I want a trait Foo to provide transform method that would apply a function to it. Also, I want to force implementing classes to have an increment method that would somehow transform the object as well. Naive solution:

trait Foo {
  def transform(fun: Foo => Foo): Foo = fun(this)
  def increment(n: Int): Foo

case class A(a: Int) extends Foo {
  // expecting available: transform(fun: A => A): A
  // to be implemented: increment(n: Int): A

Above won't work... Inherited transform still expects Foo => Foo, not A => A and increment still wants to return Foo, not A.

One more attempt:

trait Foo {
  def transform[C <: Foo](fun: C => C): C = fun(this.asInstanceOf[C])
  def increment[C <: Foo](n: Int): C

case class A(a: Int) extends Foo {
  def increment(n: Int) = A(a + n)

A will not compile - it will still complain about the signature.

Taking out the increment function, transform works. However asInstanceOf looks a bit unsafe. Also, I need to explicitly provide type parameter to transform:

val a = A(1)
a.transform[A](x => x.copy(x.a + 1)) // returns A(2)

I wonder if there's a smart way to have it done.


1 Answer 1


The most direct way of getting what you want is to move the type parameter up to the trait declaration. That gives trait Foo[C]{...}. However, using copy in your transform still won't work, since the Foo trait doesn't know anything about anything that extends it. You can give it a bit more information with self typing:

trait Foo[C] {
  this: C =>
    def transform(fun: C => C): C = fun(this)
    def increment(n: Int): C

case class A(a: Int) extends Foo[A] {
  def increment(n: Int) = A(a + n)

The A extends Foo[A] is a little awkward to use here, but it works, since now when you extend Foo, it provides that type information back to the trait. That's still a little bit awkward though. It turns out there's a technique called type classes that we can use here to potentially improve things. First, you set up your trait. In a type class, there is exactly one implementation of the trait per type, so each method should also take in the instance that you want to operate on:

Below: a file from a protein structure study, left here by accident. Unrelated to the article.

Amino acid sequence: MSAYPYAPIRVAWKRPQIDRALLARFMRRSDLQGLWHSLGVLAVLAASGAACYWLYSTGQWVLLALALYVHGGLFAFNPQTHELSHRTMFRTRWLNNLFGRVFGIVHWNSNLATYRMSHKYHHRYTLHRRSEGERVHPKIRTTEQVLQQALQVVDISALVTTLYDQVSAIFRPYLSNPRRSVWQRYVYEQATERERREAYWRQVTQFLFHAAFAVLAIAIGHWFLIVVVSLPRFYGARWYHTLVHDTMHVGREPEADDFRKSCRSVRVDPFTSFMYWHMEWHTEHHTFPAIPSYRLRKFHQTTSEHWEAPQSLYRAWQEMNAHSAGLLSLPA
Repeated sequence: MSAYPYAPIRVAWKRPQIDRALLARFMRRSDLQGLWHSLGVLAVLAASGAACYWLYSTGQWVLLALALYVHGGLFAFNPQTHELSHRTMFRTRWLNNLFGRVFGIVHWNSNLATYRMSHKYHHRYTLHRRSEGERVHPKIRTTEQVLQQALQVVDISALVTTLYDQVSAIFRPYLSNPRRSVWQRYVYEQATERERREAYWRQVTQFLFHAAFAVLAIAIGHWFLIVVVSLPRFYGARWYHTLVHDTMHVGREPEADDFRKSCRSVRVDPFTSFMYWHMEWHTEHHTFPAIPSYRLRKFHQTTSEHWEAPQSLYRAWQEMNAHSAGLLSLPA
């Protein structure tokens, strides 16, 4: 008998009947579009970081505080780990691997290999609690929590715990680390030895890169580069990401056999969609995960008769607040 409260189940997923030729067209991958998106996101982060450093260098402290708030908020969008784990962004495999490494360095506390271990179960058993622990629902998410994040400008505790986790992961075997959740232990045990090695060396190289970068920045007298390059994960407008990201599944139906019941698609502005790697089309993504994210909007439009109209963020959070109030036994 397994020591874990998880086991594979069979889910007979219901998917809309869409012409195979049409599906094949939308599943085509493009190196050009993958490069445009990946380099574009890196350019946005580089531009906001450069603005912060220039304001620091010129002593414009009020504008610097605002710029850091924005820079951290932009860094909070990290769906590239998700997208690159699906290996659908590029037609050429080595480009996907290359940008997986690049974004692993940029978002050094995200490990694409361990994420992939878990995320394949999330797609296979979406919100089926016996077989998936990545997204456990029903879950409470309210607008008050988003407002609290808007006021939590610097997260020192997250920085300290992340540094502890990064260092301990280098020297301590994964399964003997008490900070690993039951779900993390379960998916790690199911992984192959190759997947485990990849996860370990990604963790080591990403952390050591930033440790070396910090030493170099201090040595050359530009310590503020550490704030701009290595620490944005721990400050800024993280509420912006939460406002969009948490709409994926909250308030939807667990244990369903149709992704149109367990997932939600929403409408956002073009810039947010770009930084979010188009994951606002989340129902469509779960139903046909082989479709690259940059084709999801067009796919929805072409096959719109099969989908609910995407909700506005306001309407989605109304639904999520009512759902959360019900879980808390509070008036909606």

trait Foo[C] {
  def transform(c: C)(f: C => C): C
  def increment(c: C, inc: Int): C

Next, in the companion object you set up instances of the typeclass for the types you care about:

case class A(a: Int)

object Foo {
  implicit val ATransform = new Foo[A] {
    def transform (base: A)(f: A => A) = f(base)
    def increment(base: A, inc: Int) = A(base.a+inc)

  //Convenience function for finding the instance for a type.
  //With this, Foo[A] is equivalent to implicitly[Foo[A]]
  def apply[C](implicit foo: Foo[C]) = foo

Now we can use the type class as follows:

val b = A(3)
Foo[A].transform(b)(x=>x.copy(a=x.a+1)) //A(4)
Foo[A].increment(b,5) //A(8)

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